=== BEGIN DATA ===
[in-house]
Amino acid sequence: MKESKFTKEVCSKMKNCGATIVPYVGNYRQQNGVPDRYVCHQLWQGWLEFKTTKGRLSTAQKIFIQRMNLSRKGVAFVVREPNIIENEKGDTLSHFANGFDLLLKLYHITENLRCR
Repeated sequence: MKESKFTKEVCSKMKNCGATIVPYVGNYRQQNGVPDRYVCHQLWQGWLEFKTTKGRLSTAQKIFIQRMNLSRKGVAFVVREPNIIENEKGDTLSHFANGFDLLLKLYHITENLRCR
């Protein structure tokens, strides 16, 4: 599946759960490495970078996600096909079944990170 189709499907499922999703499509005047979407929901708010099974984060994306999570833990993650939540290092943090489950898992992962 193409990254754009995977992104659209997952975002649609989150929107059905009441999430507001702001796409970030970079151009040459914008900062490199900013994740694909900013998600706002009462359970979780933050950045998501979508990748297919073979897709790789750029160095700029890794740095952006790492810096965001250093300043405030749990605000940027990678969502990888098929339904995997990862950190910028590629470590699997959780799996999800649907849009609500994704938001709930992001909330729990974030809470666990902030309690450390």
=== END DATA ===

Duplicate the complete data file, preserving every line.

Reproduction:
[in-house]
Amino acid sequence: MKESKFTKEVCSKMKNCGATIVPYVGNYRQQNGVPDRYVCHQLWQGWLEFKTTKGRLSTAQKIFIQRMNLSRKGVAFVVREPNIIENEKGDTLSHFANGFDLLLKLYHITENLRCR
Repeated sequence: MKESKFTKEVCSKMKNCGATIVPYVGNYRQQNGVPDRYVCHQLWQGWLEFKTTKGRLSTAQKIFIQRMNLSRKGVAFVVREPNIIENEKGDTLSHFANGFDLLLKLYHITENLRCR
């Protein structure tokens, strides 16, 4: 599946759960490495970078996600096909079944990170 189709499907499922999703499509005047979407929901708010099974984060994306999570833990993650939540290092943090489950898992992962 193409990254754009995977992104659209997952975002649609989150929107059905009441999430507001702001796409970030970079151009040459914008900062490199900013994740694909900013998600706002009462359970979780933050950045998501979508990748297919073979897709790789750029160095700029890794740095952006790492810096965001250093300043405030749990605000940027990678969502990888098929339904995997990862950190910028590629470590699997959780799996999800649907849009609500994704938001709930992001909330729990974030809470666990902030309690450390």